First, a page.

Sacked Slovenian Whistleblower Wants to Help Others Speak Out

"When retaliation begins in the form of discrediting, verbal attacks, physical threats or violence, harassment, pressure at work, job loss, cyber-bullying, slander… it is extremely difficult to combat all that," he said. "The opponent is almost always financially stronger and better organised."

Court corroboration

Slovenian Minister of Economic Development and Technology Zdravko Pocivalsek, during the reception of the first batch of a seven-ton shipment of personal protection equipment from China. Photo: EPA-EFE/IGOR KUPLJENIK.

Jansa returned as prime minister for a third time in mid-March 2020, just as COVID-19 reared its head in Slovenia.

The following month, Gale appeared on the public broadcaster Radio-Television Slovenia to lift the lid on what he said was an "opaque system" of public procurement in which bidders to supply much sought after PPE and other medical equipment in the fight against COVID-19 were not treated equally.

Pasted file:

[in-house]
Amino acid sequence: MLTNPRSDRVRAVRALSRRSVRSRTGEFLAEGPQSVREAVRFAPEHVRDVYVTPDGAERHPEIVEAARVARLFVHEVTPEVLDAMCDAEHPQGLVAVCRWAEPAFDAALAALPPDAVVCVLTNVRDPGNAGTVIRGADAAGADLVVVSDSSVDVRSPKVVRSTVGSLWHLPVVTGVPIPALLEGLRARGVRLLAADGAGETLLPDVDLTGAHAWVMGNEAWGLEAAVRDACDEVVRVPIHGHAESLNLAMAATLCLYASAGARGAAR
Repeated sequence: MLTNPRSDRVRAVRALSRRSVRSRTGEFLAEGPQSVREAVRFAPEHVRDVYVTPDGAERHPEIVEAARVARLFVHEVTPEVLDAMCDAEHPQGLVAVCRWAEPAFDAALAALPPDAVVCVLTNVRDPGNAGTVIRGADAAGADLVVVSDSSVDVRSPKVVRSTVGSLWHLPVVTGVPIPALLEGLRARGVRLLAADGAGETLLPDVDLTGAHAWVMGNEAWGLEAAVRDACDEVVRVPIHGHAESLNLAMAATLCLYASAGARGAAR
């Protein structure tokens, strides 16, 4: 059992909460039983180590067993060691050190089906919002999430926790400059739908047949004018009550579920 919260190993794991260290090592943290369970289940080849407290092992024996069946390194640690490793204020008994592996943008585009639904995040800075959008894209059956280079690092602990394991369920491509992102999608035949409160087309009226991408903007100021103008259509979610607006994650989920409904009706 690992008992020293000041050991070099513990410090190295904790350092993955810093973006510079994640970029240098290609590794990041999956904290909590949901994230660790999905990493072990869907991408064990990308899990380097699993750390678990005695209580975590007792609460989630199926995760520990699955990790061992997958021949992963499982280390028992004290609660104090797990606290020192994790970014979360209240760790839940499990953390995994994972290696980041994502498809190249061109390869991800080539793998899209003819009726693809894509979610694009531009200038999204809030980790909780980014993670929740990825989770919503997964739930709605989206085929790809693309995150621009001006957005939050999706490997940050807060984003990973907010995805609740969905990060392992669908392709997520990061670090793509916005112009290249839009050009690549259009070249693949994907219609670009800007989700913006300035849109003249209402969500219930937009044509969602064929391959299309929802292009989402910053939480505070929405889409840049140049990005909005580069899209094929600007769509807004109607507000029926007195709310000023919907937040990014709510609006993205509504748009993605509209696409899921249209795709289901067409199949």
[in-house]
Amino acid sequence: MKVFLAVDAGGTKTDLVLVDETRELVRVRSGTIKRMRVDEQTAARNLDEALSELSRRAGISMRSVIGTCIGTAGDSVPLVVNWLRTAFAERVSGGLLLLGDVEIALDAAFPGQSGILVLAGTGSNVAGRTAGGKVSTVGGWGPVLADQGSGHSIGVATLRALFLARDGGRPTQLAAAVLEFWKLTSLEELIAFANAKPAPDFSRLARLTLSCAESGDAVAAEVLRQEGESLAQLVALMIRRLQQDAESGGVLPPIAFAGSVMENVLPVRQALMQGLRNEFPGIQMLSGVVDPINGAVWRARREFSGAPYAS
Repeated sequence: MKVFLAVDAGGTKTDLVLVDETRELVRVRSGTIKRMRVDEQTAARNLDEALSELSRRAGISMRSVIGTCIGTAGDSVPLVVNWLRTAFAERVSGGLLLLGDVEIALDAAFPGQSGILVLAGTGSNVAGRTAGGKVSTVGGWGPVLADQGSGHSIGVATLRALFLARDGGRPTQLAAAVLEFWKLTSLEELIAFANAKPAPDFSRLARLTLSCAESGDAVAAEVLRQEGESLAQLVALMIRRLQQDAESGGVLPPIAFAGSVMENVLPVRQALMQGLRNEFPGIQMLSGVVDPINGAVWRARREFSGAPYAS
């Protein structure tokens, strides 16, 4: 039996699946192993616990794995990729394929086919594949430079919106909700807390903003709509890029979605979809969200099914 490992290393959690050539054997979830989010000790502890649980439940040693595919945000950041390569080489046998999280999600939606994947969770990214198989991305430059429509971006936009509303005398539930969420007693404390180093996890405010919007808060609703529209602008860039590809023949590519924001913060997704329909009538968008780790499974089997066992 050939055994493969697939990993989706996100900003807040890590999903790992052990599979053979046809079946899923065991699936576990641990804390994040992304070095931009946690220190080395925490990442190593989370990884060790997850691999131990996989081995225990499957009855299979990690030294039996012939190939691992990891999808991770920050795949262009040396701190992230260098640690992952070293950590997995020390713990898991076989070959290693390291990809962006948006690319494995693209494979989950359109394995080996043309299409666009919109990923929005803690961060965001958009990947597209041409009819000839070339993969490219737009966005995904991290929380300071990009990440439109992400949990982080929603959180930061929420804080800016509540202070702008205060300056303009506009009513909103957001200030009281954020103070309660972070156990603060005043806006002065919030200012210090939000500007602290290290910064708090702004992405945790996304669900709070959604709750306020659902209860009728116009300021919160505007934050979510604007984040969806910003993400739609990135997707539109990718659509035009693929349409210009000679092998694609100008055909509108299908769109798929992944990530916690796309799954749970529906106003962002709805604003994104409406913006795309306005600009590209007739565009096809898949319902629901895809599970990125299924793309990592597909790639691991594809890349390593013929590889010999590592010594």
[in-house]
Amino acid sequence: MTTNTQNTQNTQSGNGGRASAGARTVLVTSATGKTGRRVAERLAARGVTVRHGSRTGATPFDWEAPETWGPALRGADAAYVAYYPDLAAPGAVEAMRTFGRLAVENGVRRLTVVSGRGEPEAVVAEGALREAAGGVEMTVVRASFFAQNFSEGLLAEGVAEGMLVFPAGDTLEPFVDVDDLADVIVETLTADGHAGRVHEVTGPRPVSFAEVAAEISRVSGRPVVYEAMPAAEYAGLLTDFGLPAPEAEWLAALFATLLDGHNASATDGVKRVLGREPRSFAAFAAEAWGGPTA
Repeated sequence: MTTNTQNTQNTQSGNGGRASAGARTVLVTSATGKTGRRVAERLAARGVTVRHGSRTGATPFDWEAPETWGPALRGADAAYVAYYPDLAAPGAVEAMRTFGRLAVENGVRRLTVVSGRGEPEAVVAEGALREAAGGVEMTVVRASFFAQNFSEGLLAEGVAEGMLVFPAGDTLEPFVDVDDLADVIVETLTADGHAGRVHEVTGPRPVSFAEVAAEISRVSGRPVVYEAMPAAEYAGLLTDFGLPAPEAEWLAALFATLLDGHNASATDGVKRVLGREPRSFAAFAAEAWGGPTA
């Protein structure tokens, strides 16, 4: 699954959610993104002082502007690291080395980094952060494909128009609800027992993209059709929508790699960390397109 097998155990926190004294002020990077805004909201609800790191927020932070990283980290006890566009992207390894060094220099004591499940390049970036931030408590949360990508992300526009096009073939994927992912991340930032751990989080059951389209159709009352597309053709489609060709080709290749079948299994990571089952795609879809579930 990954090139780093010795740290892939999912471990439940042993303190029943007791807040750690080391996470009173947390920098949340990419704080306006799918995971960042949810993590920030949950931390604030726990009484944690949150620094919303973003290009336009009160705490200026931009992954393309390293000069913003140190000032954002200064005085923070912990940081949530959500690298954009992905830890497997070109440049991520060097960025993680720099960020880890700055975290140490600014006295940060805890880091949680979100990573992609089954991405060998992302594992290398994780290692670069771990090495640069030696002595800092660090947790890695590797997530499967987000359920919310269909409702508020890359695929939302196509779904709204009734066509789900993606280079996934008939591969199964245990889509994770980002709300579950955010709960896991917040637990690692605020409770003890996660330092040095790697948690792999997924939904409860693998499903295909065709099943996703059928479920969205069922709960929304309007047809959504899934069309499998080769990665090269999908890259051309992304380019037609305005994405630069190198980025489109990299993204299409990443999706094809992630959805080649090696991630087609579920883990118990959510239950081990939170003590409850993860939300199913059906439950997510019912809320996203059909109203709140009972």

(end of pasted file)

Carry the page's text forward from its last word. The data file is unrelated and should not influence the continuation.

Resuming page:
Gale in particular accused Economy Minister Zdravko Pocivalsek, leader of the Modern Centre Party, one of Jansa's coalition partners, of personally intervening in favour of a company called GenEplanet which was bidding for an eight-million-euro contract to supply respirators.

Pocivalsek denied any wrongdoing and remains in his post. He conceded that things might have been handled better, but said the crisis was unprecedented. Gale, on the other hand, told BIRN: "Even later, when the epidemiological situation calmed down… in mid-May last year, certain deals continued to be concluded under unfavourable terms - unfavourable to the state, of course, not to the service providers."

Opponents of Jansa rallied around Gale, but politicians from the ruling coalition and ...

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